The 2011 NHL Draft was held in the Minnesota Wild’s own yard, which put a little bit of pressure on the scouts and managers not to fumble things. It remains to this day an open question whether Chuck Fletcher took that opportunity to put his mark on the Wild in a positive or negative way. His tenure as General Manager had already gotten off to a rocky start when he sent the Wild’s 2009 first-rounder Nick Leddy off to Chicago in exchange for Cam Barker, who put up five points in 52 games in the 2010-11 season for the Wild and was out of the NHL soon thereafter. Read more»
The Wild’s NCAA prospects form the heart of the team’s developmental system, yet perhaps the team’s best assets are playing in professional leagues in Europe this season. College players have been central to Chuck Fletcher’s developmental approach – perhaps because he himself is a college man – with half of the Spring Top 20 coming out of NCAA programs.
The Minnesota Wild‘s struggles this season cost head coach Mike Yeo his job, but a bigger problem than his decision-making threatens the Wild’s future success. The prospect pool lacks star quality. Though there has been plenty of trade babble, young stars and old come at premium prices. Rather than having a budding home-grown star waiting in the wings, the Wild’s recent run of below-average drafting has meant little flexibility for Chuck Fletcher, as well as an AHL team mired at the bottom of the standings.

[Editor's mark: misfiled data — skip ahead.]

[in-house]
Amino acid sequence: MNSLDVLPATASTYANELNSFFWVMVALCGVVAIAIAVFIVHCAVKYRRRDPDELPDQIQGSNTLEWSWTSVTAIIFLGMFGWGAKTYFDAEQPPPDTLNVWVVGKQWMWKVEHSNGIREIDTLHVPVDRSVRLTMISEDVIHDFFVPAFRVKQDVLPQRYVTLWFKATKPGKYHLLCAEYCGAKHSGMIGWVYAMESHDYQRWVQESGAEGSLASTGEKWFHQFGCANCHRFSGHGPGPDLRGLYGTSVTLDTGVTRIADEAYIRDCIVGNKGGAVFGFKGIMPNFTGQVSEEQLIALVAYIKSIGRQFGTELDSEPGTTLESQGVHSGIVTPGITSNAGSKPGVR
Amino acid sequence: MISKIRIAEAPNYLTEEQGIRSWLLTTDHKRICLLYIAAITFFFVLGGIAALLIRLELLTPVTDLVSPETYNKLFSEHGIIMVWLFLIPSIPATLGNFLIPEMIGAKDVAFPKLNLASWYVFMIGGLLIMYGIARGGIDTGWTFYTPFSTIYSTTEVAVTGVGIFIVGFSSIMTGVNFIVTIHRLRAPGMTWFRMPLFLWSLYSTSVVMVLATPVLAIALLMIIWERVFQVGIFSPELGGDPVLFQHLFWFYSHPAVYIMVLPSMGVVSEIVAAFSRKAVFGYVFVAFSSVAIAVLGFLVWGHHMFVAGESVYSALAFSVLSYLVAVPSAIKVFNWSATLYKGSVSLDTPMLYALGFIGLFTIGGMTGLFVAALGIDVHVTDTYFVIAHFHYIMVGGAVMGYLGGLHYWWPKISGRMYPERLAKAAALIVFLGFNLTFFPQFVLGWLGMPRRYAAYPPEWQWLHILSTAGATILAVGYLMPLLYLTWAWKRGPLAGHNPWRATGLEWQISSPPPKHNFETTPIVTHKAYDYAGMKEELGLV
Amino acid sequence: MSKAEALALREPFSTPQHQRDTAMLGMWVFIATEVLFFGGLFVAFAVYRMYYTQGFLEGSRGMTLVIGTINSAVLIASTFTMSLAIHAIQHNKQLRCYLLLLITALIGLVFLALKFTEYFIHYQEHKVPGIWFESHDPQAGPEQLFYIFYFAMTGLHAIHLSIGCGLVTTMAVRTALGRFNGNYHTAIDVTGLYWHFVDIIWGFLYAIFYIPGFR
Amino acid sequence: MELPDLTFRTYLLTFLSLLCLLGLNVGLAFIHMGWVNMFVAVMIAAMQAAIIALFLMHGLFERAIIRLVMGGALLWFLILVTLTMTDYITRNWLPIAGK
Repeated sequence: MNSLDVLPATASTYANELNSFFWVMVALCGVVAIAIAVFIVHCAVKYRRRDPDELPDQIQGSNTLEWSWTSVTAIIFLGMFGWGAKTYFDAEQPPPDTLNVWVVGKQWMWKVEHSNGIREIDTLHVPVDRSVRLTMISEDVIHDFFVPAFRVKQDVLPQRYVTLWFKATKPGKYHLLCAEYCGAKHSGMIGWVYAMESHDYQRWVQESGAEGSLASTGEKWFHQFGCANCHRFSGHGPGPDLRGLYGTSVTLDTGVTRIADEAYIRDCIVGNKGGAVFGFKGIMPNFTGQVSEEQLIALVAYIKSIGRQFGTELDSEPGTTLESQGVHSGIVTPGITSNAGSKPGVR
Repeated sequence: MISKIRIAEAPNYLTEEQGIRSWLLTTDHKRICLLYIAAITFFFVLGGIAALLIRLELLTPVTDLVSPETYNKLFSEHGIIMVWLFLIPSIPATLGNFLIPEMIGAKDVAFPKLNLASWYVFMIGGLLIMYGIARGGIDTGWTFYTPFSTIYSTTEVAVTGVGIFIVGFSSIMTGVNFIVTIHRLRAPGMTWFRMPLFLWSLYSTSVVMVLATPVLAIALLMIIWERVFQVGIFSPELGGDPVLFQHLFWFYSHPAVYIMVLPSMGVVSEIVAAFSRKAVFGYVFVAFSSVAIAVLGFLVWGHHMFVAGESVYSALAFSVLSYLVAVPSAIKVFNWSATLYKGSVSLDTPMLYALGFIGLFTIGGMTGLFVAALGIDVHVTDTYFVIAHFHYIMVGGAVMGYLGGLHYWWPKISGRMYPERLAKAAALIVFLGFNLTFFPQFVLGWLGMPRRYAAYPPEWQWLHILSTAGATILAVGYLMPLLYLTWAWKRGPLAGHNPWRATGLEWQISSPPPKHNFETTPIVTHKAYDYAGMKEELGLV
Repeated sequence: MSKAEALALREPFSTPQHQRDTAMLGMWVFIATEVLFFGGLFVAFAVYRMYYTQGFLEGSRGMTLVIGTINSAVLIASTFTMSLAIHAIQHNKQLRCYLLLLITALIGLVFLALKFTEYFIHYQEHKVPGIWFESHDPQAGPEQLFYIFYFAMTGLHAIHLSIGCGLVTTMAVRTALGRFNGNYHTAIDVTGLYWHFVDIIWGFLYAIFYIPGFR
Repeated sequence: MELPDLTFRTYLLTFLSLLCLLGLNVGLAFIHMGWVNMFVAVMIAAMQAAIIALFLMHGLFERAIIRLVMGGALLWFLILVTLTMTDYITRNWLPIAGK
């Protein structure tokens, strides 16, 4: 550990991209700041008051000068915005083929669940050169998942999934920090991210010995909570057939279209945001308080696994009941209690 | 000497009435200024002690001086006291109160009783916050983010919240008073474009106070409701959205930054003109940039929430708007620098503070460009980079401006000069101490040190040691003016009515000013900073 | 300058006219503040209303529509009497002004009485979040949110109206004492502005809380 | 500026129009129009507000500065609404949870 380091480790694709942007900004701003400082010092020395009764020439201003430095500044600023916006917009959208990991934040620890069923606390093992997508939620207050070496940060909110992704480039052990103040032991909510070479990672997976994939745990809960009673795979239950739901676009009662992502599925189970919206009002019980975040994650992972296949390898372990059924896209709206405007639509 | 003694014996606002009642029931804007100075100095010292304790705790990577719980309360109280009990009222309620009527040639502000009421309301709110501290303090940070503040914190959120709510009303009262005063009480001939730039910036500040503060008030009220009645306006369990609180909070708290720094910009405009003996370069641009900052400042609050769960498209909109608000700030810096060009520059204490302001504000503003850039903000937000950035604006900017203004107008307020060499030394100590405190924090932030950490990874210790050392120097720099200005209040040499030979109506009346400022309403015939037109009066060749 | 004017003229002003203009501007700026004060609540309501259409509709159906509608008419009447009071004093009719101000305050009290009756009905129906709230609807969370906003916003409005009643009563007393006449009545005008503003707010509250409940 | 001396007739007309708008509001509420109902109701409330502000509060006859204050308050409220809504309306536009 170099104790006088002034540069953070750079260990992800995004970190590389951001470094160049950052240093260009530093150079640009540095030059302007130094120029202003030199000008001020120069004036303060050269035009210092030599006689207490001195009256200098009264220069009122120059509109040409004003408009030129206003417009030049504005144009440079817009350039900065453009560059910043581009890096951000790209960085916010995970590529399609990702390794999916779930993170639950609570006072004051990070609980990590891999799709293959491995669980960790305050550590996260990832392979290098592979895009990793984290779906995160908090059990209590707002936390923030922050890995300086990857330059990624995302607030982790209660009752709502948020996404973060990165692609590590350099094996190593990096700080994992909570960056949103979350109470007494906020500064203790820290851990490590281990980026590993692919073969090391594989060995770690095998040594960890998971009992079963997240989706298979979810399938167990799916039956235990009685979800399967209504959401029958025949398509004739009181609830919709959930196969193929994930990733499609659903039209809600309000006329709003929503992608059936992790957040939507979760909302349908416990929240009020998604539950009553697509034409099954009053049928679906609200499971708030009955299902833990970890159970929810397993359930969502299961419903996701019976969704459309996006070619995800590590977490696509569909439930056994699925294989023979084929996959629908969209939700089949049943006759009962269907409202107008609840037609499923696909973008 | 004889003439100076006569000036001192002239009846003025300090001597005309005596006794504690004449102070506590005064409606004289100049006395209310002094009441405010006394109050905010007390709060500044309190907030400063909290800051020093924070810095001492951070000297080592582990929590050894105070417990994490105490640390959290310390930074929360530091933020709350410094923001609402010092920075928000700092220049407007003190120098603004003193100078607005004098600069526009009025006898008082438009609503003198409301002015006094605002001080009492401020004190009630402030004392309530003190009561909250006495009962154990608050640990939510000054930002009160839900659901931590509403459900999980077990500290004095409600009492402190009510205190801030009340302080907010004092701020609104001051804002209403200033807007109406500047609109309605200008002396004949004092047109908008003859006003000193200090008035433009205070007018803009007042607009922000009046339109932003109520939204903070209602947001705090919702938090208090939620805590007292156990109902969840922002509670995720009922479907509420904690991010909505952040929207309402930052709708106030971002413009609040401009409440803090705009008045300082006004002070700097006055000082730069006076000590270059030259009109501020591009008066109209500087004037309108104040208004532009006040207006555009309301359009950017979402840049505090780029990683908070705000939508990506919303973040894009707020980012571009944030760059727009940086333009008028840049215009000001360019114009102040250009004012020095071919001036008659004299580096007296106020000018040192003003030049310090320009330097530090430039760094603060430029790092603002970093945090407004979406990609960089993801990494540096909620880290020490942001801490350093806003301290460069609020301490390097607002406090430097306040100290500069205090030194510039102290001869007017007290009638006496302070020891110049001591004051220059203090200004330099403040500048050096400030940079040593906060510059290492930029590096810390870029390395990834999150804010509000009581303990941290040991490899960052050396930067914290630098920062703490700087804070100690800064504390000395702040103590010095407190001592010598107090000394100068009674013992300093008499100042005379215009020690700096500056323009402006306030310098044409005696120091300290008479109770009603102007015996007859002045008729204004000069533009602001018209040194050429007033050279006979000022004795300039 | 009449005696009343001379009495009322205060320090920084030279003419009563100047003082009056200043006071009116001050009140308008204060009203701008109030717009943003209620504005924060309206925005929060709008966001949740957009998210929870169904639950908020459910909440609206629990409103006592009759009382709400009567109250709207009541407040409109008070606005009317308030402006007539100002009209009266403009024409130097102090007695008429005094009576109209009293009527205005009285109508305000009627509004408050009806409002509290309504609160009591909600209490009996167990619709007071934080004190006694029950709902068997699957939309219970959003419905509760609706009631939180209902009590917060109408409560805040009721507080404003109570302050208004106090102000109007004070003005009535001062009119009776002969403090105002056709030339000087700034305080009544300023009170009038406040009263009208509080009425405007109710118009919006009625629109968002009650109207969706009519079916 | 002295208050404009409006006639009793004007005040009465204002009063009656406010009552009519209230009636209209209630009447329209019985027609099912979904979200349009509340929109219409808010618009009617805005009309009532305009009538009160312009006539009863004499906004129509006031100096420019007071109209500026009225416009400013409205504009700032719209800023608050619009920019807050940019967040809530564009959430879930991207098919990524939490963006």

Chuck Fletcher’s name comes up in the discussion for best general manager in the NHL. While his record is not without blemish, and he cannot really claim the title without a championship, the consensus is that he has done a good job of building a contending squad from one that seemed to be running in place. However, some of that success came at the cost of organizational depth. The AHL results have been poor, and misguided drafting takes some blame for the lack of skill in the developmental league.